adhd and shame

What is the relationship between ADHD and  Shame Feelings?


adhd and shame

ADHD and Shame feel inseparable. Throughout history, society has used shame to enforce expected behaviors. With ADHD, these societal beliefs are influenced by the media, religious beliefs ⛪, and cultural values. For instance, women with ADHD can be criticized for showing strong emotions like anger, clashing with the typical expectation of women as calm and nurturing.

Shaming is what causes shame in adhd women. 

How does Shame Impact the Lives of ADHD Women?

Shame isn't just about our actions but how others perceive and judge us. These feelings can intensify ADHD difficulties, making managing emotions, staying focused, or thinking before acting harder. People with ADHD often feel even more shame when compared to those without ADHD.

The Shame Spiral in Women with ADHD

The "shame spiral" describes a cycle where feelings of shame lead to negative self-perceptions, which then intensify the original feelings of shame. This self-feeding loop can drive deeper feelings of worthlessness, inadequacy, and isolation. It can influence behavior, decision-making, and emotional well-being as it deepens. 


adhd and shame 2

How can People with ADHD cope?

  1. Find shame in your body. Shame doesn't just impact the mind. It can manifest physically, with symptoms like a racing heart, tightness in the chest, or stomach upset. These physical responses are the body's way of reacting to a perceived threat – in this case, the emotional threat of shame. It can also just feel like a sinking feeling or even make you nauseous. What does it feel like for you?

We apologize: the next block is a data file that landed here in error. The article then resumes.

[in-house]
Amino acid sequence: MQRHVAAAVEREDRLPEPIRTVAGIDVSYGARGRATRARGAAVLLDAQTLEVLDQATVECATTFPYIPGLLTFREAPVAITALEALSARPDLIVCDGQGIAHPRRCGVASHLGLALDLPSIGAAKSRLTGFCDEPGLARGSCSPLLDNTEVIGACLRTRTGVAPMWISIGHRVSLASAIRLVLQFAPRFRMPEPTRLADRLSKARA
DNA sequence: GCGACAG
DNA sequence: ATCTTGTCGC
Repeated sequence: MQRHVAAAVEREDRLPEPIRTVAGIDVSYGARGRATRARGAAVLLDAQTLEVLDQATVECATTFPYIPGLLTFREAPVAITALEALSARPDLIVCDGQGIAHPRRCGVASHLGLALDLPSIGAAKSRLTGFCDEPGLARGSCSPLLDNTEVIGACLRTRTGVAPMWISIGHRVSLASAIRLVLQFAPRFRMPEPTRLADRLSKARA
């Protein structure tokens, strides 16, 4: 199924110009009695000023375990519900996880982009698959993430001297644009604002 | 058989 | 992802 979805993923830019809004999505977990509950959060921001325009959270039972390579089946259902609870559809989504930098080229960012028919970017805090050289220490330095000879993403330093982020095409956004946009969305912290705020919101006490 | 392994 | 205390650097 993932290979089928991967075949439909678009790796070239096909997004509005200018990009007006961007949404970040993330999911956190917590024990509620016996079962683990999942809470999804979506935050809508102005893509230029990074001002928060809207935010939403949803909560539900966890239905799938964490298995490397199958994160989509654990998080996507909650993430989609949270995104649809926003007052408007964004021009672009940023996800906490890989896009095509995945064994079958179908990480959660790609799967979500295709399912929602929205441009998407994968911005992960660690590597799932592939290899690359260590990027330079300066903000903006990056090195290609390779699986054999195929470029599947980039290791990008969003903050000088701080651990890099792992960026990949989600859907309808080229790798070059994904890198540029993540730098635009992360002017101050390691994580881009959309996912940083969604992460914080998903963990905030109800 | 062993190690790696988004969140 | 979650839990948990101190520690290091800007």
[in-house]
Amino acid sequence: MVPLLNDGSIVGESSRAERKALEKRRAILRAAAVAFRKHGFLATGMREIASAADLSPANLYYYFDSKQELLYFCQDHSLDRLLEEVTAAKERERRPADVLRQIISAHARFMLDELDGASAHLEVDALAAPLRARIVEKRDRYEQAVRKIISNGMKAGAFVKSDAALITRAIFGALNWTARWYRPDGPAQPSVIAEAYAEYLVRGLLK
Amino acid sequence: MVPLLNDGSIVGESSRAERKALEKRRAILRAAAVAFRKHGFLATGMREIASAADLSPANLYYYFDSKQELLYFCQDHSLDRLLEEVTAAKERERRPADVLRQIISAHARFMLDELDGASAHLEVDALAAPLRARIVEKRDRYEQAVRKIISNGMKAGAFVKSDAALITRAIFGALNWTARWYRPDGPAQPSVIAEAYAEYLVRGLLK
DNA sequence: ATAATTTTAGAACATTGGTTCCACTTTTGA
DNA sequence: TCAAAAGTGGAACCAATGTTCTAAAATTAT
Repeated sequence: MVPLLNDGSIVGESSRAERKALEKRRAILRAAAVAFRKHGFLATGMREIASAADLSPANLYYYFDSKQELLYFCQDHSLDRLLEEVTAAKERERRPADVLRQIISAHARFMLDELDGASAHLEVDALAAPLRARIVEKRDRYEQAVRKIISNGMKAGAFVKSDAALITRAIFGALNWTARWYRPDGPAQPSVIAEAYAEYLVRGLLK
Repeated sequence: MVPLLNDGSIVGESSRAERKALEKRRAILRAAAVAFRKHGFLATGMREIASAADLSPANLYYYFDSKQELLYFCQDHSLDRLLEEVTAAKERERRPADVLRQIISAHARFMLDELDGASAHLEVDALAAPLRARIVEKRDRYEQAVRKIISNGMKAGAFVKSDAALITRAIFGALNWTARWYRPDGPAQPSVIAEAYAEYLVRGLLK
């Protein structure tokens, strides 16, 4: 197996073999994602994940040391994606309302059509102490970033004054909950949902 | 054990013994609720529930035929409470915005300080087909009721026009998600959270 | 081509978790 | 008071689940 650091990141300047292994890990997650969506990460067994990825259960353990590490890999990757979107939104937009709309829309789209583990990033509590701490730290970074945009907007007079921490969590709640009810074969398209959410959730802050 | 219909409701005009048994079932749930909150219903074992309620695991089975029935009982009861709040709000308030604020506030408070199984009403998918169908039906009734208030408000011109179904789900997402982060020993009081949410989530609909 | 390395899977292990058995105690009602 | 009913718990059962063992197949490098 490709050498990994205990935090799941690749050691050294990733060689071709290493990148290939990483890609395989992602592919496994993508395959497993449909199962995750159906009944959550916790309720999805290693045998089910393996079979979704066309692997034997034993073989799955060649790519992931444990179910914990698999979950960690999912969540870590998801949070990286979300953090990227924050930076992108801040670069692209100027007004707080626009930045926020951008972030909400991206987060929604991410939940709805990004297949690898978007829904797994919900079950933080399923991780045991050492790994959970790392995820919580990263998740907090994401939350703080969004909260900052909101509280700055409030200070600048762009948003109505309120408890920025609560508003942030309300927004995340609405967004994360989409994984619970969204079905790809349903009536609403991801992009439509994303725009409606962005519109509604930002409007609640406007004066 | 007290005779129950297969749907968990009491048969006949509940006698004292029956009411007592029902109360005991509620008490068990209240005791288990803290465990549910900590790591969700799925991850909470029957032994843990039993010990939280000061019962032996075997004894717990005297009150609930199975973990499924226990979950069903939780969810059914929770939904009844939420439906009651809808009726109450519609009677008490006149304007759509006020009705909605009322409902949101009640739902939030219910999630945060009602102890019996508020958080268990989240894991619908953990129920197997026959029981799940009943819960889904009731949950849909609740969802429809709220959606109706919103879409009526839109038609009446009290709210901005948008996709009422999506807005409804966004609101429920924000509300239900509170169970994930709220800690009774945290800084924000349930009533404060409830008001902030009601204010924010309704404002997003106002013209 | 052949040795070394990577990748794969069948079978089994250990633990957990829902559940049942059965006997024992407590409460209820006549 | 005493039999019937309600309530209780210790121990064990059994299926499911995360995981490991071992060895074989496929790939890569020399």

2.  Name it to Tame it. It can be hard to pin shame down. Often, my clients describe it as embarrassment, inadequacy, failure, guilt, or humiliation. But really, the closer you can get to naming it SHAME. To manage difficult situations and reduce the impact of shame, try using the "name it to tame it" coping skill.
  3. Tell someone you Trust.  Acknowledge the situation and share it with someone else to lessen its intensity.

How can family members and friends support women with this?❤️

In girlhood, women with ADHD often experienced shame with peers, leading to feelings of isolation.

In adulthood, loved ones might unknowingly intensify these feelings. Deep-rooted shame can hinder communication in relationships.

Women with ADHD might avoid sharing feelings due to fear of misunderstanding or rejection. If you love someone with Adhd it's essential to be aware of how common ADHD and shame travel together.

Understanding how someone reacts to shame can offer deeper insight into their emotions and behaviors. Here are four common patterns to recognize:

  1. Withdrawal: Pulling away emotionally or physically from situations or people that evoke feelings of shame.
  2. Attack Self: Engaging in negative self-talk or blaming oneself when faced with shame.
  3. Avoidance: Denying or minimizing the feelings of shame, or using distractions not to confront the emotion.
  4. Attack Others: Redirecting the shame onto someone else, often through blame or criticism.

Seeing your loved one's behaviors as a reflection of shame and not personalize them can be of tremendous assistance.


Strategies to Handle Shame for Women with ADHD

It is crucial to recognize early signs of shame due to its link with physical and mental stress. Some coping strategies include:

  • Self-awareness: Recognize moments triggering feelings of shame, like missed appointments ❌.
  • Mindfulness: Identify and manage automatic reactions to shame.
  • Support groups: Connect with others who understand ADHD challenges.


Therapy can be helpful, but it's essential to note that traditional methods like CBT might not always address the depth and nuances of shame, especially its physical manifestations. Seeking therapists familiar with the body-mind connection and alternative therapeutic approaches can be beneficial.

Becoming Resilient: Accepting ADHD and Rejecting Shame

Shame is common but notably potent in women with ADHD. Understanding and accepting one's ADHD can lead to empowerment. Advocating for oneself and appreciating brain diversity helps women with ADHD lead fulfilling lives without societal prejudice.

Read more about adhd and shame


By admin